Will The Flash’s Box Office Decline Make It The Worst Superhero Movie of the Century?

2023-06-24 17:15:00

Here’s a short list of words and phrases you don’t want showing up in stories about your big, expensive superhero movie’s second week in theaters: “Catastrophic.” “More than 70 percent decline.” “Dismal.” And, of course, “Morbius-esque.”

And yet, that’s exactly the fate facing The Flash this weekend, as Friday night box office numbers have borne out early projections that speedster Barry Allen was about to race straight off a cliff in his second weekend on the market—and not one of those forgiving Looney Tunes-style cliffs that give you a minute to float in mid-air before reality comes crashing in; no, this sucker’s going down.

Specifically, the Warner Bros. superhero movie is expected to come in a somewhat shocking third in sales this weekend, coming in behind both Pixar’s Elemental—which is holding on to audiences much better, despite a crappy opening weekend—and Sony’s Across The Spider-Versenow in its fourth weekend. In fact, Flash might struggle to even land at thirdgiven that Jennifer Lawrence’s new comedy No Hard Feelings is doing better than expected—and, again, Flash is doing quite a bit worse.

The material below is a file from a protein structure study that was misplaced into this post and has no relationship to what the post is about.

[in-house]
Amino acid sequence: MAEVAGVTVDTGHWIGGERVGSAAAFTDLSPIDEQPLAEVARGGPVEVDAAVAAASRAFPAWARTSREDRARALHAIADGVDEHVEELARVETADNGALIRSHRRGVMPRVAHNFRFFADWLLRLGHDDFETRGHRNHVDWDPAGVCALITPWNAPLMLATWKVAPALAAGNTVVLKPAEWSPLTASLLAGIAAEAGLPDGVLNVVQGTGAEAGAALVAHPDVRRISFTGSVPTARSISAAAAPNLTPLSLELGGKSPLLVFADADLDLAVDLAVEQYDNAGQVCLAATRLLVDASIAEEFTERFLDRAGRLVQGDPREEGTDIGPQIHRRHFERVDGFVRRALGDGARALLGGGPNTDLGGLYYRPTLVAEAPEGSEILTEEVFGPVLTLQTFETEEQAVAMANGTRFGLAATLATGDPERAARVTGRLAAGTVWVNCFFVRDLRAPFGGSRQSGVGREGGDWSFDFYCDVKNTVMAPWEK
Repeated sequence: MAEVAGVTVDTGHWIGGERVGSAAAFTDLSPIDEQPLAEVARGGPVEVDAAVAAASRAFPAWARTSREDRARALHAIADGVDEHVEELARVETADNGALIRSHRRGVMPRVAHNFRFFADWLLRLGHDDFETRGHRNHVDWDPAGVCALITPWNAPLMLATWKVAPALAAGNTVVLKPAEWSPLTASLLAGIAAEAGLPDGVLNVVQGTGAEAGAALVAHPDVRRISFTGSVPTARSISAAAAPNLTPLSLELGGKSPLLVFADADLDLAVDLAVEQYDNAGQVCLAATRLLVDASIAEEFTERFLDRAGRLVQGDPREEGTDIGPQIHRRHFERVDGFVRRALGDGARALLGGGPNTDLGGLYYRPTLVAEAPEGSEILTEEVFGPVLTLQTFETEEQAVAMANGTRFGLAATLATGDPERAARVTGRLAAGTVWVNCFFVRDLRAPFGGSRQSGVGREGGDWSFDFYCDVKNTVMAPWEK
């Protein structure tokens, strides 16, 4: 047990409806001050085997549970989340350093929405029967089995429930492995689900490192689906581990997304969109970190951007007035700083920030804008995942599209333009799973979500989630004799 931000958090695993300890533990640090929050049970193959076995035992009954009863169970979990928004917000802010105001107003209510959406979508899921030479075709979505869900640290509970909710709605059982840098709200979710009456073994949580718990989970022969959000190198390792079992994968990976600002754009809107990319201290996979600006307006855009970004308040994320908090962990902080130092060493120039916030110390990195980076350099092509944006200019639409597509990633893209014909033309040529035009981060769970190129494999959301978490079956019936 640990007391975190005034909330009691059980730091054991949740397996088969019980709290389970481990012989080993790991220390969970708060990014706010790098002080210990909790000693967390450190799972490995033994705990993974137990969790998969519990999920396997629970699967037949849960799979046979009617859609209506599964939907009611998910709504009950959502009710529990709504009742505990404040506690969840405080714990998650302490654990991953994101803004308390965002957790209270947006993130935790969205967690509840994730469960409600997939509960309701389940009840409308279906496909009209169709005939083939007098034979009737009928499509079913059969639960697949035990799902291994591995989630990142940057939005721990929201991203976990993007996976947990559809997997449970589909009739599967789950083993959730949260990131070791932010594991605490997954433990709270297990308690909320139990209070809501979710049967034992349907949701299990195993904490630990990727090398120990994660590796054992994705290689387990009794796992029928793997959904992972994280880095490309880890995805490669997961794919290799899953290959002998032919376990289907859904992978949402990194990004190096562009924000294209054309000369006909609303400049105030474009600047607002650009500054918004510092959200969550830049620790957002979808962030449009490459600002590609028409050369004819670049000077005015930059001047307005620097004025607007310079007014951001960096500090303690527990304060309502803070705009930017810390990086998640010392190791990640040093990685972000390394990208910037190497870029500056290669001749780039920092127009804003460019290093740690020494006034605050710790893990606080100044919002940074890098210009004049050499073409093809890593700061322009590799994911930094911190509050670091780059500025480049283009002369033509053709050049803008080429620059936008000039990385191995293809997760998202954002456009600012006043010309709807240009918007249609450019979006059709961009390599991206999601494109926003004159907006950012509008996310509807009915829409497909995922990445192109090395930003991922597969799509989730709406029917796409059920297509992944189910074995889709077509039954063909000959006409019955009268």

Specifically, Andy Muschietti’s superhero flick is (per THR) expected to bring in about $15 million this weekend, meaning it’s suffering a drop of at least 70 percent in a single week. That’s bad enough that it moved Hollywood journalist Matthew Belloni to note that The Flash is now duking it out for the ignominious title of “worst box office drop for a superhero movie this century” with, you guessed it, Sony’s Morbius. (Which dropped from $39 million to $10 million in the span of a single week when it opened to many memes, but few sold tickets, last April.)

The one silver lining for Warner Bros.—stuck in the lousy position of having to promote a film by a previous DC Films regime that’s arrived with huge amounts of baggage from both a creative and PR point of view, and which now is putting up bricks in terms of audience retention—is that the movie is doing a bit better internationally; $99 million in its opening weekend, including $13 million from China, means the $200 million film might not actually lose money, at least.


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